How I will effortlessly conquer my reading list.

I’ve set up an email service for myself that I have been running for a little while now where I take my reading list, break it down into digestible 2 min. chunks, and email it to myself everyday. Since I haven’t been up to sharing my reading in the form of writing, I thought I could at least share with you all what I am actually reading if you still have that craving to learn. Plus it would be cool to have a kind of effortless book club with my friends. I’m sharing it now because I just finished a book and am about to start a new one.

Why I created Allen’s List

I was trying to come up with a lazy way of making progress in my spare time on my lifelong reading list. Every noble attempt before this had miserably failed, and even minor successes only encouraged the sprouting of more “should reads” like hydra heads. Further, most of these books are the sort that require multiple reads before their value can really sink into my psyche. But who has the time for that?

Almost nobody. Probably me. But that’s the point right?

Summary. There are:

(A) Books that I should read, and

(B) Books that I should read and that I’ll actually read

AL makes A into B.

What’s on it

Daily emails of approx. 400 words (approx. 2 min of reading, given avg. wpm.) in:

  1. Philosophy (mostly ancient)
  2. Classical literature
  3. Literary Classics
  4. Theology (mostly ancient, maybe some medieval)
  5. Ancient History
  6. Something resembling the St. John’s reading list

We will try to go through each book in order, one snippet at a time — unless we get bored.

While I have an actual list I could publish, I’m not going to share it here. It will probably quadruple the size of this entry. Also because mystery. That’s exciting right?

You can ask for my list if you’re interested, and I might email it to you. But probably not. I’ve got too much to read right now to respond to email.

Next book on dock:

Justin Martyr, First Apology

Sign up here:

This is obviously a labor in laziness. And for the supremely lazy, you can sign up (prematurely) for a commonplace book-style list of the best quotes from each book as we go. Because of corporate affiliations which will not be named, let’s just call it “AL prime”. (I’ll post that link here when it’s good and read)

Now this might sound like a service, but it’s really just an accountability system for me. Now I actually have to do the reading to compile the list of quotes.

Why I use AL

  1. Is each email enough reading material? Of course not!
  2. Is each email enough reading material? ABSOLUTELY. If you’re current rate is zero, then 400 words is a 400 percent improvement. Scratch that. My friend just emailed me and told me it’s an INFINITE improvement! Maths, right?!?
  3. 400 x 365 x ….
  4. It just takes 2 min. or less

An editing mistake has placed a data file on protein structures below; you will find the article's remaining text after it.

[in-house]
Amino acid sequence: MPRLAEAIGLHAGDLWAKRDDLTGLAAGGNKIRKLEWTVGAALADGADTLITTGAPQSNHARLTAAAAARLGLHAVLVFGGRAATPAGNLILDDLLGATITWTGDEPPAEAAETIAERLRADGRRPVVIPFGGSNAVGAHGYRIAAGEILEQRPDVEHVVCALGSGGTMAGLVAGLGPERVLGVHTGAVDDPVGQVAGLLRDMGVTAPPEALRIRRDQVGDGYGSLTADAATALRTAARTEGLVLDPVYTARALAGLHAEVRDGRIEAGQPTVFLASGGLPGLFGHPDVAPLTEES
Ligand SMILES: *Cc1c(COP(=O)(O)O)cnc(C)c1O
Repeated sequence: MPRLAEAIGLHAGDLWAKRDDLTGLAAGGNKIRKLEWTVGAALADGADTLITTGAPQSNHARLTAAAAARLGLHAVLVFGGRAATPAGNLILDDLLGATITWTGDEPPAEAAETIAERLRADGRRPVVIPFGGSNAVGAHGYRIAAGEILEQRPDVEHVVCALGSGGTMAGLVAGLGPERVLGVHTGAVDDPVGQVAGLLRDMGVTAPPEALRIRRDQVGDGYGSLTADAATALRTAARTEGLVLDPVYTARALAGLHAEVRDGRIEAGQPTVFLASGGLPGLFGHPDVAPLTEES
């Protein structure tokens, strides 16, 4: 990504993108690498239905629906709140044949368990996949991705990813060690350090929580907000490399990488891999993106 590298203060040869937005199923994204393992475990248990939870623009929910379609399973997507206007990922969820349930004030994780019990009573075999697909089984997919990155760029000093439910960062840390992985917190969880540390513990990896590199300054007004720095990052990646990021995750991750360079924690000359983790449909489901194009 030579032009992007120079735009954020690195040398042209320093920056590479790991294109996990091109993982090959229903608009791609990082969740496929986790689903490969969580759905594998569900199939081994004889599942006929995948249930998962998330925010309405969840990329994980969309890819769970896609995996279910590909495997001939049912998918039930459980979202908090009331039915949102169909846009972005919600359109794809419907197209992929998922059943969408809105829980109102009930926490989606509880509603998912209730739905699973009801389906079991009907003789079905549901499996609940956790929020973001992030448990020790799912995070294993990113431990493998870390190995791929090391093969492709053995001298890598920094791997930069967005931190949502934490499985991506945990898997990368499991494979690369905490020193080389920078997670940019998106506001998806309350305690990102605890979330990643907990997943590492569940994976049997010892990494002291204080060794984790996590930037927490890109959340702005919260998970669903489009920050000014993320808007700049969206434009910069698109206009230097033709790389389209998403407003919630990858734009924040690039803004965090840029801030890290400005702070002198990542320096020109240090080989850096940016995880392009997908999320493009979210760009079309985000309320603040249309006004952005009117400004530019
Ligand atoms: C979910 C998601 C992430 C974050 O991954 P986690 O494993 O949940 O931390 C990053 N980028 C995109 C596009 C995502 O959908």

5. It may be a tiny grain but grains of sand add up. Sediment becomes rocks become mountains. Progress is progress.
  6. Sometimes its helpful to focus on one small grain. Mustard seed. What are Big Macs without the sesame seeds?
  7. It is easier to start with one small atom. Here is your carbon. Make a chain.
  8. Isn’t this the wrong way to read these important texts? Yea probably. But could it possibly be better to not read them at all?
  9. “If a thing is worth doing, it is worth doing badly.” — G.K. Chesterton, What’s Wrong with the World, ““Education: Or the Mistake about the Child.”
  10. Profits re-reading: It can acclimate you to the text so you will know how to approach it and what to look for the next time around. (Like learning how to read the Bible for the first time)
  11. good reminder if you’ve already read. Lectionary model.
  12. creates a reading habit
  13. gets you hooked on theology, philosophy, etc
  14. turns a place of distraction and drudgery into a location for personal development and change (i.e. your inbox)
  15. Make new friends. They’re dead tho. So no social pressure.
  16. Make new enemies. Because drama. (I’m talking about new authors here. Keep up. If you’ve read this far, I’m already you’re friend)
  17. Insert LeVar Burton quote
  18. You have no control. I’m the captain now. There is no responsibility. No fiddling. No anxiety. No decision fatigue. Automatic education. Theology on auto-pilot.
  19. Just sit back. Read. skip. delete. unread. archive. forward.
  20. Whatever you do is between you and your inbox.
  21. If you get bored you can always unsubscribe. Remember, I get bored too so when that happens I’ll switch the text. If I switch the text while you are enjoying it, then you can always go and finish it yourself. I’ll probably mark where I left off and come back to it later. It’s this revolutionary technology called a bookmark. Or you can go make your own list.
  22. Allen, didn’t it take you longer to generate the emails then it would have been to just read them? Yes. But time is not the problem, motivation is. I have enough initial motivation to push this snowball down the hill.
  23. Novelty inspires play. Small chunks encourage focus on small chunks, not distracted browsing.
  24. Potential for deep conversations with friends reading the same things. And thus better reading comprehension. (That said: If you don’t understand an email: Wikipedia. Google. And don’t hesitate to ask me about it! Odds are, I’m probably wondering the same thing.)
  25. Daily exposure to lives and thoughts greater than my own.